It couldn't have come at a better time, because there is no indication that Peerman will return to action anytime soon. Ten days after the injury at Middle Tennessee, he was still on crutches and wearing a protective boot.
Virginia, which had not gained close to 400 yards in any of its first seven games and ranked 108th out of 119 Division I-A teams in total offense, out-gained the Terps 439-233. But this is a team that will go only as far as its defense allows, and coordinator Mike London's unit was up to the task at Byrd Stadium, holding Maryland to a single field goal over the final 41 minutes.
It was an opportunity for ESPN2 viewers to see UVa defensive end Chris Long at his finest. Long, who has been named to every midseason All-America team that has been selected, took over the game defensively and finished with 10 tackles, including 3.5 for loss, two sacks and two pass break-ups.
On his second sack, he pinned Maryland quarterback Chris Turner for a safety, which, depending on how you look at it, eventually prevented the game from going into overtime.
"Clearly, there's no better player in college football than Chris Long," said Groh, who earlier in the week had put Long in a class with the defensive player who always has stood at the top of his list, Lawrence Taylor.
Long's play overshadowed another strong night by inside linebacker Jon Copper, whose team-high 12 tackles included 2.5 for loss.
SEWELL MUST CARRY LOAD
The Cavaliers might have expected that they would have a stout defense this year, but the key for the rest of the season is the play of Sewell.
A sophomore, Sewell finished 22-of-35 for 243 yards against the Terrapins and was not intercepted. He doesn't have a lot of weapons, and the return of previously injured receiver Maurice Covington resulted only in a late interference call against the Terps, but Sewell is still maddeningly streaky.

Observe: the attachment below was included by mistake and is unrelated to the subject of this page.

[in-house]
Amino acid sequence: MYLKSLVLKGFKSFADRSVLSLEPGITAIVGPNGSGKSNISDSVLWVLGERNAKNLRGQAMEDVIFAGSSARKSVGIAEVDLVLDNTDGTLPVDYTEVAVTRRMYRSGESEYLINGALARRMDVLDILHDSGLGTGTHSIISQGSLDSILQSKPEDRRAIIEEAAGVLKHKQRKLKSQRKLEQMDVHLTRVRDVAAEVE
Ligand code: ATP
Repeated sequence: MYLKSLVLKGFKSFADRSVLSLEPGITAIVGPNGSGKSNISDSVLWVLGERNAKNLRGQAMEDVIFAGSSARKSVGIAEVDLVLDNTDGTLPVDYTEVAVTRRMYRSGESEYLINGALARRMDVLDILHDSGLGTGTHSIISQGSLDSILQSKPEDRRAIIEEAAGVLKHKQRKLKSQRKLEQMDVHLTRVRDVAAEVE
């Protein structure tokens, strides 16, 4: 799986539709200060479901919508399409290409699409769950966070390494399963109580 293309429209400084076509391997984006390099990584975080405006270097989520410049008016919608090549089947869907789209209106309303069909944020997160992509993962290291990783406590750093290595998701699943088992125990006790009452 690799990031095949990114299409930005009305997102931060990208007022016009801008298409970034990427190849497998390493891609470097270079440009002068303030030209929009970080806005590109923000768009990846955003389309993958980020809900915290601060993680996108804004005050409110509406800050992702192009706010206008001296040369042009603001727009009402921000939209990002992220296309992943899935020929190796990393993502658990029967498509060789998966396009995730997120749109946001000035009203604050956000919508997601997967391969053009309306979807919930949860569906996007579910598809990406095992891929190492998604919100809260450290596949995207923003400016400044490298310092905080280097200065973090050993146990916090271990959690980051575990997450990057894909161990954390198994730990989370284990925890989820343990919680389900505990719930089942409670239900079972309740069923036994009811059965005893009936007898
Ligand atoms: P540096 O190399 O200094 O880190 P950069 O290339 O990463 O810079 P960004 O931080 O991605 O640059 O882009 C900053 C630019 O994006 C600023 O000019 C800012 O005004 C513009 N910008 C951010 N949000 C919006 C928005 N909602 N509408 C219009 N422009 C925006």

After an 8-for-9 start at Maryland, where his only miss came on a drop, Sewell completed three of his last 10 passes to end the half. He had yielded a potentially disastrous interception against Connecticut on a bad read, and he frequently overthrows or underthrows receivers badly.
There are periodic calls for true freshman Peter Lalich, who had one pass attempt against Maryland, his first in four games. However, without a consistent deep threat in the receiver corps, Virginia needs all the weapons it can muster, and Sewell has the potential to hurt people with his feet.
Against Middle Tennessee, it was Sewell's execution of the option that ultimately may have made the difference, and he scrambled 18 yards on a third-and-seven play at a crucial point in the Connecticut game. There's no questioning his toughness; at Maryland, he was knocked senseless on the Cavaliers' final drive but missed only two plays.
With Sewell at the controls, Virginia's win streak now stands at seven. The schedule gets tougher now, and there is no game remaining that the Cavaliers can't lose at N.C. State, Wake at home, at Miami, Virginia Tech at home.
A lot of people didn't think UVa could win at Maryland, where the Cavaliers were a four-point underdog. It was the third game Virginia has won as an underdog, including its trip to North Carolina and a home game with Georgia Tech.
The Cavaliers also have won four games in which they trailed in the fourth quarter, no small feat. Whatever happens the rest of the way, it's been a remarkable run.